If you’ve had a dangerous HAZCHEM incident at your worksite, your workers (as well as any bystanders) should complete an incident report to record their version of events, and document what happened. These incident reports will become an important part of any follow up incident investigations. We’ve written this blog to help you create (or review) your own system for incident reporting, and ensure that you are capturing the information that will assist you actively improve work procedures and on-the-job safety.
IMPORTANT: Incident reports should be ideally completed within 24 hours of an incident; while the events are still fresh in the mind of witnesses and bystanders.
Why you need incident reports
Apart from driving a HAZCHEM incident investigation, incident reports serve a number of essential functions:
- They support worker compensation and insurance claims for injured or deceased workers.
- They can be used as references when reporting a notifiable incident to WHS Regulators and Inspectors.
- They can be compiled into a database that flags common hazards, escalating near-misses, or repeat occurrences of a dangerous event.
Details to include on an incident report
Your incident report forms should be designed to capture critical information. Of course this will vary according to your organisation, but we consider the following as essential information (especially if hazardous chemicals were involved).
- When, and where the incident happened (date, time, location).
- Work procedures or operations being undertaken at the time of the incident.
- Details of machinery, tools, PPE, and equipment in use at the time.
- Whether any equipment was defective or broken.
- Who was involved (names of injured workers, bystanders, supervisors).
- What chemicals, substances, and materials were being used at the time of the incident.
- Details of injured workers, first aid, and emergency response efforts.
- Details of the person completing the form (name, date, signature).
- Open section where workers can describe what happened in their own words.
IMPORTANT: Workers should always record the details of near-misses and close calls, even if there were no injuries or property damage. Uncontrolled chemicals spills, gas leaks, and release of a pressurised substances must be immediately reported to the WHS Regulator in your state or territory.
How to get workers to complete incident reports
Incident reports are only effective if people actually complete them, and record all the details of the incident they witnessed. Here are some suggestions for getting workers to complete incident reports properly:
Make the reporting process easy
You’ll want to make the whole reporting process as easy as possible. Here are some suggestions:
- Create forms that include specific fields that trigger workers to provide the information you need). You’ll also need plenty of space for open responses.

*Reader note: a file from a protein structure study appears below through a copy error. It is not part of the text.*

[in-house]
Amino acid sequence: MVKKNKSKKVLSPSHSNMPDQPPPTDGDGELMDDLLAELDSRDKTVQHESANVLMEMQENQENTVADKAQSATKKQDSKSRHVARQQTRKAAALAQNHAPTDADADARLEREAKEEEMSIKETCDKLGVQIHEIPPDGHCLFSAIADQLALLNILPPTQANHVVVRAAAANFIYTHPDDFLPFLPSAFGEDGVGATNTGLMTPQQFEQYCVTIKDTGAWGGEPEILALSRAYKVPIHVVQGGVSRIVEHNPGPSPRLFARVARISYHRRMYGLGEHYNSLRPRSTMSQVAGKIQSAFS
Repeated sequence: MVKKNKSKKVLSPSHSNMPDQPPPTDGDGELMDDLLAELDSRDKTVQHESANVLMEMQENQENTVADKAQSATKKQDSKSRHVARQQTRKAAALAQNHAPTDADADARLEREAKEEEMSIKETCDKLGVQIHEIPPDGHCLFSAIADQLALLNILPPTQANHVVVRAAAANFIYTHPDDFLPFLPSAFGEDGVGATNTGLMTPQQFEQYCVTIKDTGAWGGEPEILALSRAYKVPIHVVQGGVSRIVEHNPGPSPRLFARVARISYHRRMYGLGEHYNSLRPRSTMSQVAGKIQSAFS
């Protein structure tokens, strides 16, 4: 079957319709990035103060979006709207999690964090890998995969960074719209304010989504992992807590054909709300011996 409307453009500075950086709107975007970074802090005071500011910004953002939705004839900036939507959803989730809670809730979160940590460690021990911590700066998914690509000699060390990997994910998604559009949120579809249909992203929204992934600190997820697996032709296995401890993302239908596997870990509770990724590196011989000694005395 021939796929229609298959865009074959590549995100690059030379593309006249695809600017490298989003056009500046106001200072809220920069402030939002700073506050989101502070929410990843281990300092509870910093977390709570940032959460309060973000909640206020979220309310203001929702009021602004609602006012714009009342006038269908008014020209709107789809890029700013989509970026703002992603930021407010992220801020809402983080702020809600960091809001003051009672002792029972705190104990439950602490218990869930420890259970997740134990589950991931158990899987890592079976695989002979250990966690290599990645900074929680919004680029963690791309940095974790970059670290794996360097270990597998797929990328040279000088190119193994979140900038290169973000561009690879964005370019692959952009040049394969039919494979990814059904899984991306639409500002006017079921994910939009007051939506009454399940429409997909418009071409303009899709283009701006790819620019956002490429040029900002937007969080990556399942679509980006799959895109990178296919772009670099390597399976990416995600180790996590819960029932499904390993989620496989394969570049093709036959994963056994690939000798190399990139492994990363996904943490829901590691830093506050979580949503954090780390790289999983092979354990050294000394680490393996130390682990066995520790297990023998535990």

- If you have a paper-based system, have a pile of forms located in places that can be quickly accessed by workers. Eg, DO keep a supply of forms in each work area, AVOID creating a system where production or outdoor staff have to walk to the main office to obtain (then lodge) a form.
- When using a computerised system make sure that staff have the computer hardware, skills, and passwords to access the reporting software at any time. Eg, DO have computer terminals at individual workstations, AVOID creating a computerised system if you have a large number of workers who cannot type or operate the software without assistance from another worker or their supervisor.
Provide training and supervisor support
Implement a full incident reporting procedure and ensure your workers know exactly what to do (and how to access the forms). Supervisors should also be enforcing (and proactively supporting) this process.
EXAMPLE: A worker is sprayed with corrosive chemicals when a transfer coupling fails. The worker is placed under the safety shower and uses the emergency eyewash. They attend outpatients and are cleared to resume duties.
Immediately upon arriving back at the job site the supervisor should provide the worker with an incident form/computer terminal and give them the space to complete their report. After the form is submitted it should be checked to ensure all the details have been entered.
Take transparent action
Workers are more likely to fill out forms if they know their efforts will actually be used to constructively improve safety at the workplace.
EXAMPLE: A worker was applying a corrosive floor stripper and was kneeling on the floor while applying the chemical. The chemicals soaked through their protective clothing and the worker suffered second and third degree burns to the knees.
An incident report (and subsequent investigation) uncovered that the protective clothing worn at the time was not suited to the chemicals being used. Also the safety shower was too far from the work area.
Management took follow-up action and installed a new safety shower in the work area, and issued more effective clothing. A follow up consultation and training session was conducted to find work methods that don’t require a worker to kneel on the floor.